The Deutscher Fußball-Club Prag, commonly known as DFC Prag, was a football club based in Prague. The club was founded on 25 May 1896 by a group of German Jews in Prague, which at the time of its founding was the capital of the Kingdom of Bohemia in Austria-Hungary. DFC Prag was one of the strongest teams in Europe in the beginning of the 1900s.[1] The team took part in the 1903 German football championship final and became Bohemian champions several times. The club was dissolved in 1939, following the occupation of Czechoslovakia by Nazi Germany. A new DFC Prag was founded on 9 June 2016, in the tradition of the original club.

DFC Prag
Historical club logo
Full nameDeutscher Fußball-Club Prag z.s.
Founded25 May 1896; 128 years ago (1896-05-25)
9 June 2016; 8 years ago (2016-06-09)
GroundStadion Belvedere
ChairmanJan Kašpárek
WebsiteClub website



Founding member of the German Football Association


The multi-national character of Austria-Hungary meant that footballers in the monarchy could find themselves playing in the leagues of Germany, Austria, Hungary or Bohemia. It was common for sports clubs to be founded based on the shared ethnicity of their members. DFC Prag was founded on 25 May 1896, by a group of German Jews from the football department of Deutscher Eis- und Ruder-Club Regatta Prag, established in 1891.

When it was formed in 1900, the German Football Association (DFB), actively sought out members among ethnically German clubs from outside of the country. DFC Prag was a founding member of the German association and its president, Dr. Ferdinand Hueppe, became the first president of this new national association.

Contesting Germany's first championship


DFC Prag was a very strong side at the end of the 1800s and early 1900s: they were Bohemian champions in 1896, and played in Germany's first ever national final in 1903, and became again Bohemian champions in 1917.

The story of the team's appearance in the 1903 final is an odd one as they got there without having to play the scheduled semi-final match against Karlsruher FV. The opponents received a telegram, supposedly from the DFB, indicating that the game had been rescheduled and consequently did not travel to the appointed match-up. DFC Prag, already waiting in Leipzig for the arrival of Karlsruher FV, were declared the winners by forfeit and advanced to the final, over the loud protests of the opponents. To this day the origin of the telegram is unknown. The second team to advance to the final was VfB Leipzig, and the match was scheduled for 31 May 1903 at the home ground of FC 93 Altona in Hamburg.

The heavily favoured DFC Prag arrived in Hamburg a day in advance and took themselves off on an ill-advised pub crawl the night before the final. Most of the team were students at the Charles University in Prague and took the opportunity to explore Hamburg. And so the team arrived to the final in less than ideal shape.[2] The match was delayed half an hour as officials scrambled to find a football that was in good enough condition to play the match. The Altona club provided a new ball and eleven minutes in DFC Prag scored the first goal. At the end of the half, the score stood at 1–1, but VfB Leipzig then pulled away to emerge as the first German champions with a 7–2 victory. VfB Leipzig later the same year agreed to challenge Karlsruher FV and were again victorious, this time by a 7–3 score.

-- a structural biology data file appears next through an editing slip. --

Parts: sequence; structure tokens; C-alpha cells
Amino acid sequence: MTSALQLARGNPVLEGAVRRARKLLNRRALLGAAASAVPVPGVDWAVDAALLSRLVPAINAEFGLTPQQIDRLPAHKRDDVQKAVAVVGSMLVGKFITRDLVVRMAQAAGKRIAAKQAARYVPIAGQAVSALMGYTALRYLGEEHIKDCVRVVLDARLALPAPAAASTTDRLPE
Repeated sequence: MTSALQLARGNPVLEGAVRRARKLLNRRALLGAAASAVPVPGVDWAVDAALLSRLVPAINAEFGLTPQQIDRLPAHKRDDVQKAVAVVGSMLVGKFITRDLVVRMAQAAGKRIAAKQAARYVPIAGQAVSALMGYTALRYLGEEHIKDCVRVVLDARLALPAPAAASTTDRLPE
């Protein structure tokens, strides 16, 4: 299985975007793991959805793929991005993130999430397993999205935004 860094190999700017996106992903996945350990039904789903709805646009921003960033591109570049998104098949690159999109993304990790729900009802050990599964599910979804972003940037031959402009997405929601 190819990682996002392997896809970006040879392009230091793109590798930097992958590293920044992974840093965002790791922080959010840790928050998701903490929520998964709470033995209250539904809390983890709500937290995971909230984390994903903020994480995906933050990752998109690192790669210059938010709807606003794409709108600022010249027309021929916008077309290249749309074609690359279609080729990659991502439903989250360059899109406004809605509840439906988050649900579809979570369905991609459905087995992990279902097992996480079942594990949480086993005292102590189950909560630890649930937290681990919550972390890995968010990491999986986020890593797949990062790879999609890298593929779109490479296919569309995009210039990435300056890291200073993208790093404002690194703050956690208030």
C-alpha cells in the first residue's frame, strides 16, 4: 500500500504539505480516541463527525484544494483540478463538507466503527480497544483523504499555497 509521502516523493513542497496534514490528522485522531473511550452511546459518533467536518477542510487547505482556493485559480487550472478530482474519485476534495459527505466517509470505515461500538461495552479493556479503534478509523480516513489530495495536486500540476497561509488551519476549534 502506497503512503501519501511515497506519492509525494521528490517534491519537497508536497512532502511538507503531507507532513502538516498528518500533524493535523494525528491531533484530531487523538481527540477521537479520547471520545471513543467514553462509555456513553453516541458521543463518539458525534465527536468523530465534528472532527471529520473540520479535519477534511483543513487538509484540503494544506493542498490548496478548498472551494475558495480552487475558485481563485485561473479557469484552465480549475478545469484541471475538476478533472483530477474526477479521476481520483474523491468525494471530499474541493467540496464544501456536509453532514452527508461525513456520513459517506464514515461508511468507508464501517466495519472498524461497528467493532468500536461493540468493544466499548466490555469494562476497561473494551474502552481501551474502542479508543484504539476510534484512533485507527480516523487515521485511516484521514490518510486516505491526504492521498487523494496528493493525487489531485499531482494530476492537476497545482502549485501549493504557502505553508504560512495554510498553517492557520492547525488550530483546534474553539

DFC Prag in 1904: Fischer – Sedlaczek – Dr. Fischl – Meissner – Weil; Schwarz – Österreicher – Kurpiel – Dr. Frey – Robicek; Eisenstein – Pick

Play outside of Germany and dissolution


When Germany joined FIFA in 1904, DFC Prag was no longer eligible for play in the country. FIFA also rebuffed attempts to create ethnic German and Slavic football associations within the borders of the fractious Austro-Hungarian Empire, preferring to stay clear of politics. DFC Prag played variously in Austria, Hungary, and Bohemia and remained a strong side until about 1914. The club sent a number of players to the Austria national team in spite of the club's uncertain status. DFC Prag dominated the Sudeten league in the ethnically German area of Czechoslovakia, and in the period immediately prior to World War II, the club won a pair of amateur championships, in 1931 and 1933.[3]

The rise to power of the Nazis in Germany in the early 1930s led to discrimination against Jews. By 1933, Jewish teams were excluded from general competition and limited to play in separate leagues or tournaments. In 1938, Jewish players and teams were banned outright as discrimination turned to persecution.

With the annexation of the Sudetenland by Germany in 1938, these policies were quickly imposed in the area. DFC Prag, its players and officials, were, despite their mostly Jewish descent, suggested to join the movement of Konrad Henlein, the Sudeten German Party. As players and officials refused, the club was immediately banned as a "Jewish club" after the German seizure of Prague in 1939, and dissolved due to the ban.[4][5] Already in the years before, the players had felt the hostility from the Nazis, especially during matches against teams from German-dominated Sudetenland.[6]

After the German occupation of Czechoslovakia, some Jewish players from DFC Prag fled abroad. Others were arrested by the Nazis and sent to concentration camps, where many of them died.[6] Jewish football players Fritz Taussig, a former long time goalkeeper of DFC Prag, and Egon Reach, also a former player of DFC Prag, were both sent to the Theresienstadt concentration camp and eventually murdered in the Holocaust.[7][8]